Video

    Video Counter-Islamic State Coalition Plots Next Steps

    As momentum shifts against Islamic State in Iraq, discussions are taking place about the next steps for driving the terrorist group from its final strongholds. Secretary of State John Kerry is hosting a counter-IS meeting at the State Department, a day after defense ministers from more than 30 countries reviewed and agreed upon a course of action. VOA Pentagon correspondent Carla Babb reports.
    Video

    Video Russia's Participation at Brazil Olympic Games Still In Question

    The International Olympic Committee has delayed a decision on whether to ban all Russian teams from competing in next month's Olympic Games in Brazil over allegations of an elaborate doping scheme. The World Anti-Doping Agency recently released an independent report alleging widespread doping by Russian athletes at the 2014 Winter Olympics in Sochi. So far, only Russian track and field athletes have been barred from the Summer Games in Brazil. VOA's Zlatica Hoke has more.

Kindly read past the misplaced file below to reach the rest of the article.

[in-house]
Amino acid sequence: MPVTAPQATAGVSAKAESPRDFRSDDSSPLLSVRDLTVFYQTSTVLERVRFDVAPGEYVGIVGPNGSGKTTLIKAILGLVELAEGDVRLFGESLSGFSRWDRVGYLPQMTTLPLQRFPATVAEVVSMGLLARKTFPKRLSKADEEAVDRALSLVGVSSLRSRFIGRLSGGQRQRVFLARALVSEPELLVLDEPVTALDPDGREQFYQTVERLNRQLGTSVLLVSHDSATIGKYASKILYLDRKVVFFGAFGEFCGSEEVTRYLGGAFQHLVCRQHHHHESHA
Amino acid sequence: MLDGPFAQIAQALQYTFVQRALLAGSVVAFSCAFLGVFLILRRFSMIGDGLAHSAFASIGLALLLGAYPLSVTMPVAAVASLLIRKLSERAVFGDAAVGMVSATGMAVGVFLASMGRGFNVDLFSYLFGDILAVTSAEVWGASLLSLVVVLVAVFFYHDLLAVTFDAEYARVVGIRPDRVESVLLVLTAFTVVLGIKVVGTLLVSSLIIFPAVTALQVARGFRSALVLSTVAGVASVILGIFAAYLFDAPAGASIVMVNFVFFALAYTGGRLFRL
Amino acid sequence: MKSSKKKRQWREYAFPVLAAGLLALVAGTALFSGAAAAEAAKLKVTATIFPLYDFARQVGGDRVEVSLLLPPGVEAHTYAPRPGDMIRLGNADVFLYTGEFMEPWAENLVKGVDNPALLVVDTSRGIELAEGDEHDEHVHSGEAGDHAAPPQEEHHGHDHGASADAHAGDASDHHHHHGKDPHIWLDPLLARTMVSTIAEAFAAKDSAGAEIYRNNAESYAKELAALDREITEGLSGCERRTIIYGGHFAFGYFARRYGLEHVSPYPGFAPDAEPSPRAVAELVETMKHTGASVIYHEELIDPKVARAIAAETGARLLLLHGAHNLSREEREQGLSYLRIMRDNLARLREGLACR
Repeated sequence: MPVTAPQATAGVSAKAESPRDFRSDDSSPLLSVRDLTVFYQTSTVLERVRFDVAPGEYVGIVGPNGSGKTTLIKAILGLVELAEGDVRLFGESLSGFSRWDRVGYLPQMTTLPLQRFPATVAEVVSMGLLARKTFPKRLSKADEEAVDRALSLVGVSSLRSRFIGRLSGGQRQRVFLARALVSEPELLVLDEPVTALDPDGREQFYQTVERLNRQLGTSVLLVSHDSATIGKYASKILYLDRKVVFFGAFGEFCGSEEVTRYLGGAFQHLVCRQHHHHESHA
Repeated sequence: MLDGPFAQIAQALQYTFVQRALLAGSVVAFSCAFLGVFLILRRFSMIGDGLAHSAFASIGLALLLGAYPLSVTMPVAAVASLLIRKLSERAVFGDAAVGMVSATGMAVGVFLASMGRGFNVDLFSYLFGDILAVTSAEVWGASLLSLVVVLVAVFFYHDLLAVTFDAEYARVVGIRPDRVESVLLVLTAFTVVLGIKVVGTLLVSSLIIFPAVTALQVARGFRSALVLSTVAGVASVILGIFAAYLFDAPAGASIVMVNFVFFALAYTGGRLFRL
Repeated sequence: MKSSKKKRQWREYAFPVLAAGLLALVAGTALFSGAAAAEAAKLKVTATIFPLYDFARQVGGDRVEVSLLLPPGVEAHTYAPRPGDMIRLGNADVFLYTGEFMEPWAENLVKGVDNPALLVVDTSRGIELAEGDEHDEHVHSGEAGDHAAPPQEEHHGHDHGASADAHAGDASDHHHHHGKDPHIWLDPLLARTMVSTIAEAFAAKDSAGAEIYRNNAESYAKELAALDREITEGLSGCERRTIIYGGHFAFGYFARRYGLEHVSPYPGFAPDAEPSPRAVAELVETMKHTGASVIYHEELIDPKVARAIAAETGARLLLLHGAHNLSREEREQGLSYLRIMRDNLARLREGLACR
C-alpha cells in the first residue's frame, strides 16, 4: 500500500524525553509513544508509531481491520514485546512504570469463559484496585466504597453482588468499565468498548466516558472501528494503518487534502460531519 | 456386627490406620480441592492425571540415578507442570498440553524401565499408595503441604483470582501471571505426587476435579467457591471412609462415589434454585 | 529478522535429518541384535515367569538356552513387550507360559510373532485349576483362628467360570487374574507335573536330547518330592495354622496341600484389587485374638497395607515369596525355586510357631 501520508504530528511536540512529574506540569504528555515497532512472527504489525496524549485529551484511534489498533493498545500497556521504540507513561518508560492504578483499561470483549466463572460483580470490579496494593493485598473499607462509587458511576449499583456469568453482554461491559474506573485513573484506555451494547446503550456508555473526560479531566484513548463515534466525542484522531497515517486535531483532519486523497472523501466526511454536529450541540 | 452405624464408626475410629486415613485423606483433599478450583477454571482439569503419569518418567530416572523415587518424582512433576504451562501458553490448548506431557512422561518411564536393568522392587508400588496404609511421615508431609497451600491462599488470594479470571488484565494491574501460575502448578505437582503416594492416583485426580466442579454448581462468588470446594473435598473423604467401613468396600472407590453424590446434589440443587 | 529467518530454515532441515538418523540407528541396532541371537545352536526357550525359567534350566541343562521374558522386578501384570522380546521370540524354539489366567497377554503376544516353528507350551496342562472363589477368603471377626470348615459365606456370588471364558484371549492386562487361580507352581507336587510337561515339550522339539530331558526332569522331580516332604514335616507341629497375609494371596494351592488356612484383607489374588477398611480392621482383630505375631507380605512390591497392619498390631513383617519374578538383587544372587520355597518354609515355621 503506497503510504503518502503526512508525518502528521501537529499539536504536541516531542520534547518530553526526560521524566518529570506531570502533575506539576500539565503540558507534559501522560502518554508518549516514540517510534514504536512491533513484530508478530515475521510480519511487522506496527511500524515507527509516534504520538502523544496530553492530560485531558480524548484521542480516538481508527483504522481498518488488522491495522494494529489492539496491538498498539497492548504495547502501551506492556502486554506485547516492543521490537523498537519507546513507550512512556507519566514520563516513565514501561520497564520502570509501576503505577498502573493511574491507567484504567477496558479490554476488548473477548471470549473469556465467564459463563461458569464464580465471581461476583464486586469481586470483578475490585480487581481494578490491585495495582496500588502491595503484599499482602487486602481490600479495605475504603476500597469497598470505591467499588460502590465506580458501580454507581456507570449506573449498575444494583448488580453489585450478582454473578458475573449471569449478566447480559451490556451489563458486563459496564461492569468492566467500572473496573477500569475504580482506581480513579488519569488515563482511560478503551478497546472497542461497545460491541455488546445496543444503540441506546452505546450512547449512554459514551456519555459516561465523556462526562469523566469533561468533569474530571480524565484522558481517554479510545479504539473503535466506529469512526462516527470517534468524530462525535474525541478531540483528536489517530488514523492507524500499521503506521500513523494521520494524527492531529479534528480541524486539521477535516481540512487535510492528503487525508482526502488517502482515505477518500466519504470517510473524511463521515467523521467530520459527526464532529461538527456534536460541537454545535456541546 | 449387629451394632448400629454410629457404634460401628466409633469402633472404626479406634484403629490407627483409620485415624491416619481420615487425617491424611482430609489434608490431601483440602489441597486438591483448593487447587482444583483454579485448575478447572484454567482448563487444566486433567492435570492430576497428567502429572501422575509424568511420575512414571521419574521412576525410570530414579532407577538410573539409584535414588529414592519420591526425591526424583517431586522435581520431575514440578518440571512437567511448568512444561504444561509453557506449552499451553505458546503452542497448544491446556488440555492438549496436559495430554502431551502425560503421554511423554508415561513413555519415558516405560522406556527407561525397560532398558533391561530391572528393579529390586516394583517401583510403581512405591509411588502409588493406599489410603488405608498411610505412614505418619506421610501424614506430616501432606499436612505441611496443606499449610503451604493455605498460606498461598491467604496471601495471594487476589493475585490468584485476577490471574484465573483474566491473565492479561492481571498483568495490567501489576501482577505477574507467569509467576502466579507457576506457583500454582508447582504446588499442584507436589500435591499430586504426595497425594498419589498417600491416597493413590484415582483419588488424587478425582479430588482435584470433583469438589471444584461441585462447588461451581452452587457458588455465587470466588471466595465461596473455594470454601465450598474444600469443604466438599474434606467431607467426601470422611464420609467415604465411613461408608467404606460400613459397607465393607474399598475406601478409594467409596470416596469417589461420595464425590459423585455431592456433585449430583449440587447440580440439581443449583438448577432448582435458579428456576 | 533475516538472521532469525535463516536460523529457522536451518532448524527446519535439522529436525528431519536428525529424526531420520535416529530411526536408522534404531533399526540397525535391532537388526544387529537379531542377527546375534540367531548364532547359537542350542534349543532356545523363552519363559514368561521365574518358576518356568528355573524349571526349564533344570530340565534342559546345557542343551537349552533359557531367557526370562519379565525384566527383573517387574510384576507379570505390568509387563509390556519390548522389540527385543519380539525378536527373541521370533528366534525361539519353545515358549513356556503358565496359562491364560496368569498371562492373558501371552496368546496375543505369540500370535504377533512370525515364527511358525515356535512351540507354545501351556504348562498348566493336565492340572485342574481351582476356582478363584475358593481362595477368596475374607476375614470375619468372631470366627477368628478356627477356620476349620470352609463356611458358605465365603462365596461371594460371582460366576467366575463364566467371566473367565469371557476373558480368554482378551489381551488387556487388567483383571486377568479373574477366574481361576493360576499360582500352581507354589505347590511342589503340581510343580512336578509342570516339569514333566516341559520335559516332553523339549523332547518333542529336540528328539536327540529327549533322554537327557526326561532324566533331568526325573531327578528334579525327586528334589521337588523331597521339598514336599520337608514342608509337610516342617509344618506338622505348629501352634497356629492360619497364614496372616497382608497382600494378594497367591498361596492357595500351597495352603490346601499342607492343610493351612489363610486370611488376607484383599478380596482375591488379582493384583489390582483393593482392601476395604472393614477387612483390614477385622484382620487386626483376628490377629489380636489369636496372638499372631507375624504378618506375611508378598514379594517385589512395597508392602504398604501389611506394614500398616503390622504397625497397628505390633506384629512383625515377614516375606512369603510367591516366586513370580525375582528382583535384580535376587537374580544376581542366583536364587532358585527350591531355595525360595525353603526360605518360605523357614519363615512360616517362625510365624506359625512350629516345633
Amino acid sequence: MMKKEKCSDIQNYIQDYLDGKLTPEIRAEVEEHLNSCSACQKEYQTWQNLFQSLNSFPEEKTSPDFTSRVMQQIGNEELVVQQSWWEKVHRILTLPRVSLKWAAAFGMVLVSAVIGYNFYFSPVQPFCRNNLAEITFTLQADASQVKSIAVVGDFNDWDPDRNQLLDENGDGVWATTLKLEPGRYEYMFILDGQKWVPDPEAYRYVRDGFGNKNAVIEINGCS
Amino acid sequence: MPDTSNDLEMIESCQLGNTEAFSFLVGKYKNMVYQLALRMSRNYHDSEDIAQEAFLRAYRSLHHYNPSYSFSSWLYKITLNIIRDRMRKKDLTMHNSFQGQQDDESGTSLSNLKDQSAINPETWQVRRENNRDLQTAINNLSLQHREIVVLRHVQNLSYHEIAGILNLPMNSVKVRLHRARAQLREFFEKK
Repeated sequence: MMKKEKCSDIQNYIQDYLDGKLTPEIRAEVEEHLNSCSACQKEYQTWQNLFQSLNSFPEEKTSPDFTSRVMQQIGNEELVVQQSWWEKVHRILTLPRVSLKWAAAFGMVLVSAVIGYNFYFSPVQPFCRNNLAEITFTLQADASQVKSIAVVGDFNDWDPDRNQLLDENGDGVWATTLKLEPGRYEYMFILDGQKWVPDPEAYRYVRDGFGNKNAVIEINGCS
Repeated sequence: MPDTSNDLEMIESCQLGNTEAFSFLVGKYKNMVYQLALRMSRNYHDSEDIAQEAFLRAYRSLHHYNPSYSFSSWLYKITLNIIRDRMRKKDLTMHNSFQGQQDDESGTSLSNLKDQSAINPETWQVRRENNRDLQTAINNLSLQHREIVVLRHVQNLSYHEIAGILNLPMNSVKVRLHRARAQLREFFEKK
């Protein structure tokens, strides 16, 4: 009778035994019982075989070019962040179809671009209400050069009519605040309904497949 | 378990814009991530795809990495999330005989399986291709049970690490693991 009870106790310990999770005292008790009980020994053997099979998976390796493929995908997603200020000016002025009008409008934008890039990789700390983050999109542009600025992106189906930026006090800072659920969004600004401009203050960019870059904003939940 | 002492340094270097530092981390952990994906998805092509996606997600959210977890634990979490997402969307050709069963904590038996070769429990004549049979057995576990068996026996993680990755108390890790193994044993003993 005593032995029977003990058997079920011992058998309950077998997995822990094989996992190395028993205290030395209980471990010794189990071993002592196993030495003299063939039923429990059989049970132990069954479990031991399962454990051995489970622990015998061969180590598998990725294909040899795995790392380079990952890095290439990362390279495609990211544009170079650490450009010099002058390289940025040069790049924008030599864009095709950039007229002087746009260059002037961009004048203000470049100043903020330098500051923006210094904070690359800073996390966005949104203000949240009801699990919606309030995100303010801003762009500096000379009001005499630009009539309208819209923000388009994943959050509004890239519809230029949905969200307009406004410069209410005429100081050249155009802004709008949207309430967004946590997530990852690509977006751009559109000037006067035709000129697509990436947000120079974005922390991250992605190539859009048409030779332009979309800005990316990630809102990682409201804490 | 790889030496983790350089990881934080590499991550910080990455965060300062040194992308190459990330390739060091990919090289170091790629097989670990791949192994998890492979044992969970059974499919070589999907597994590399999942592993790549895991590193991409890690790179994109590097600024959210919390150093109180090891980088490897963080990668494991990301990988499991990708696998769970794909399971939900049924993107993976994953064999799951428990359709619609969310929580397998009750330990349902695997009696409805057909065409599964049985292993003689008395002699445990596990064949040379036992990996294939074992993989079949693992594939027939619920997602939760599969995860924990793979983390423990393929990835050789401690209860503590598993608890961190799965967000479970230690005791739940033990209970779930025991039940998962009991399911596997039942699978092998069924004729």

Video

    Video Scotland’s Booming Whisky Industry Fears Brexit Hangover

    After Britain’s vote to leave the European Union, Scotland’s government wants to break away from the United Kingdom – fearing the nation’s exports are at risk. Among the biggest of these is whisky. Henry Ridgwell reports on a time of turmoil for those involved in the ancient art of distilling Scotland’s most famous product.
    Video

    Video Millennials Could Determine Who Wins Race to White House

    With only four months to go until Americans elect a new president, one group of voters is getting a lot more attention these days: those ages 18 to 35, a generation known as millennials. It’s a demographic that some analysts say could have the power to decide the 2016 election. But a lot depends on whether they actually turn out to vote. VOA’s Alexa Lamanna reports.

    Special Report

    Adrift The Invisible African Diaspora